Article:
Here are a few stories that caught my attention in the commerce space this week.
Square may be courting cabs
Square not only is gearing up to launch in Starbucks stores in November — it may also be looking to enter the New York City taxi cab market. Ryan Mac reports at Forbes this week that negotiations may be underway:
“Late Monday, private company expert PrivCo said that the San Francisco-based startup and the city of New York will be announcing an official partnership with the city of New York to implement Square’s payment systems across the city’s cabs. If negotiations are completed as expected, said New York City-based PrivCo, the partnership may be announced as early as this month.”
Mac reports that neither Square nor New York City’s Taxi & Limousine Commission (TLC) would confirm that a deal was in place, but he notes Square has been testing iPad credit card swipers with TLC since March.
As to its forthcoming foray into Starbucks, Lisa Baertlein at Reuters reports that further innovations are in the works even ahead of the launch. At launch, customers will be able to pay for a coffee by having a barcode scanned off a smartphone, but plans are already in the works to use Square’s GPS to identify a customer in a Starbucks location, who can then pay by giving his or her name to the cashier. Also, Cliff Burrows, president of Starbucks’ Americas region, told Baertlein that by summer 2013, customers will have the option and ability to tip using the technology.
Wal-Mart chases immediate gratification, further targeting Amazon
In recent months, Wal-Mart has been positioning itself to square off against Amazon: It announced it would discontinue its sales of Kindle devices, the gateway to Amazon’s retail ecosystem; it amped up its search engine; and it began testing mobile in-store checkout. Now, Wal-Mart again stepped up its competition strategy against Amazon and is testing same-day delivery. Jessica Wohl reports at Reuters:
“The test of the ‘Walmart To Go’ service began in Northern Virginia and Philadelphia earlier this month and is set to expand to Minneapolis on Tuesday, Walmart U.S. said. Walmart then plans to expand the test to California’s San Jose/San Francisco market in late October or early November.”
Wohl says there is a flat $10 fee for same-day delivery of general merchandise that is carried in the customer’s local store, with no limit to the number of items. The test will be limited to just the four markets during the holiday season, but as Wohl noted, the move is targeted not only at Amazon, but also at Target: Minneapolis happens to be Target’s hometown. Amazon has tested same-day delivery in the past, and it may be positioning itself for larger scale same-day capabilities.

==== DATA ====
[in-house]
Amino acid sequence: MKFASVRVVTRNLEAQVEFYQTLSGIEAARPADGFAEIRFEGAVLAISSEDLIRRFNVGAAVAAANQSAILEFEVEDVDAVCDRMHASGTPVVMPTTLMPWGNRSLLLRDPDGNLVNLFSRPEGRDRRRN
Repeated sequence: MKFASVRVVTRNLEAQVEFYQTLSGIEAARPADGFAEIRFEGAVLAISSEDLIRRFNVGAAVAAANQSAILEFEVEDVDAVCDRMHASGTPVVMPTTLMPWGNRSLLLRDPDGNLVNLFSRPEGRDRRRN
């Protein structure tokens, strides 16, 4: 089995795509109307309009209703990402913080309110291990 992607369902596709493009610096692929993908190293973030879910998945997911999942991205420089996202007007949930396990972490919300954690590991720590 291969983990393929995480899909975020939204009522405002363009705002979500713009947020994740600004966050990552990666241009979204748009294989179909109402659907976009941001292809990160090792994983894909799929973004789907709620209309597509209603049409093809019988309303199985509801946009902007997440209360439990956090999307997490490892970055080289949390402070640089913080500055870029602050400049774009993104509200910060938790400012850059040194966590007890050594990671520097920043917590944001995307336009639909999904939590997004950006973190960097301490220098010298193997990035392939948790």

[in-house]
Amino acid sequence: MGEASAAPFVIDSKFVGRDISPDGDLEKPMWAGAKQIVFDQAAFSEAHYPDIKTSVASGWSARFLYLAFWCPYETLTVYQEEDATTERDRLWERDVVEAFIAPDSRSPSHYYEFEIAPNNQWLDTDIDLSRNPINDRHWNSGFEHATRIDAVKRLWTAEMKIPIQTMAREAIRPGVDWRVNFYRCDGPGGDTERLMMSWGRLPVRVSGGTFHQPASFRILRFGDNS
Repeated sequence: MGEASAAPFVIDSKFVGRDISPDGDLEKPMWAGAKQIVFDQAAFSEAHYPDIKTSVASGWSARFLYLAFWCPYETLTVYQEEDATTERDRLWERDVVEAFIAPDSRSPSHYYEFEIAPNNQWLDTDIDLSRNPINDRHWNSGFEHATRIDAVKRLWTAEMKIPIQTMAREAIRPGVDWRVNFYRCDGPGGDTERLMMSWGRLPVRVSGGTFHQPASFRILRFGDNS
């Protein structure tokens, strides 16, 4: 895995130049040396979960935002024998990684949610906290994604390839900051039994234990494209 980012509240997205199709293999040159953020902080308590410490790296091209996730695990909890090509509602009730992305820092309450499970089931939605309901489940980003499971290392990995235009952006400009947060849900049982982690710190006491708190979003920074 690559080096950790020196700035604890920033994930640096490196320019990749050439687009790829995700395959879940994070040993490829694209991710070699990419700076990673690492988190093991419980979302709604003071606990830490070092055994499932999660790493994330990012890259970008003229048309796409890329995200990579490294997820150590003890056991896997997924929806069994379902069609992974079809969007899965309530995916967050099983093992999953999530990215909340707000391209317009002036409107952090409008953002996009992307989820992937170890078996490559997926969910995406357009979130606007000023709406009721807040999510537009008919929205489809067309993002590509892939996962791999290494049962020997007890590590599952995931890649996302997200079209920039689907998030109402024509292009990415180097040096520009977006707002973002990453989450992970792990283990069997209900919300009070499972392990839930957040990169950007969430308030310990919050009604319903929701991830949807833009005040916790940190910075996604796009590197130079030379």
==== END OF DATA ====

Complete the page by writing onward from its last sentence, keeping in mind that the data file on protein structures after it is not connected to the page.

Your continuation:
The mobile payment war, major player edition
Kit Eaton at Fast Company took a look this week at the ongoing war to control mobile payments, focusing on the four major players who have the heft to effect real change: Google, Apple, Amazon, and Facebook.
Taking one company at a time, Eaton highlights each player’s advantages and innovations being brought to the table. Google, for instance, started tinkering with online micropayments last week, launching its Google Wallet for web content. Being touted as an “experiment,” the Internet giant is attempting to mainstream a pay-for-content model, wherein users pay for individual articles and web pages. Eaton writes, “It’s essentially Google enabling a micropayment paywall for online content providers, with a frictionless payments for users.”
In the Apple arena, Eaton focused on Passbook, which isn’t a mobile payments solution … yet. Eaton says Passbook may have the initial, basic wallet capabilities and the audience reach to serve as the gateway drug for mobile payments, easing consumers through the culture shock. He writes:
“But as soon as Apple gets everyone comfortable with using your iPhone like this — including passing it under a barcode scanner when you buy your venti Chai Tea Latte, for example — it’s not too much of a leap to imagine Passbook 2.0 offering a popup that says something along the lines of: ‘Would you like to pay for this now?’ And with a single tap — you’ve got a mobile payments system running on iOS.”
Eaton also looks at Facebook, which is perhaps one of the less obvious mobile payments space competitors, “[b]ut its decision to enable in-app frictionless payments via carrier billing hints at a different future,” he says. Amazon, too, isn’t an obvious contender, but Eaton points to rumors of an Amazon payments product to compete with Square. Eaton also reminds us of Amazon’s vast interconnected ecosystem: “If Amazon enabled mobile payments via an own-brand smartphone or its app, it would be able to leverage its hundreds of millions of registered customer credit details in the same way Apple could do with iTunes.” His post is well worth the read.
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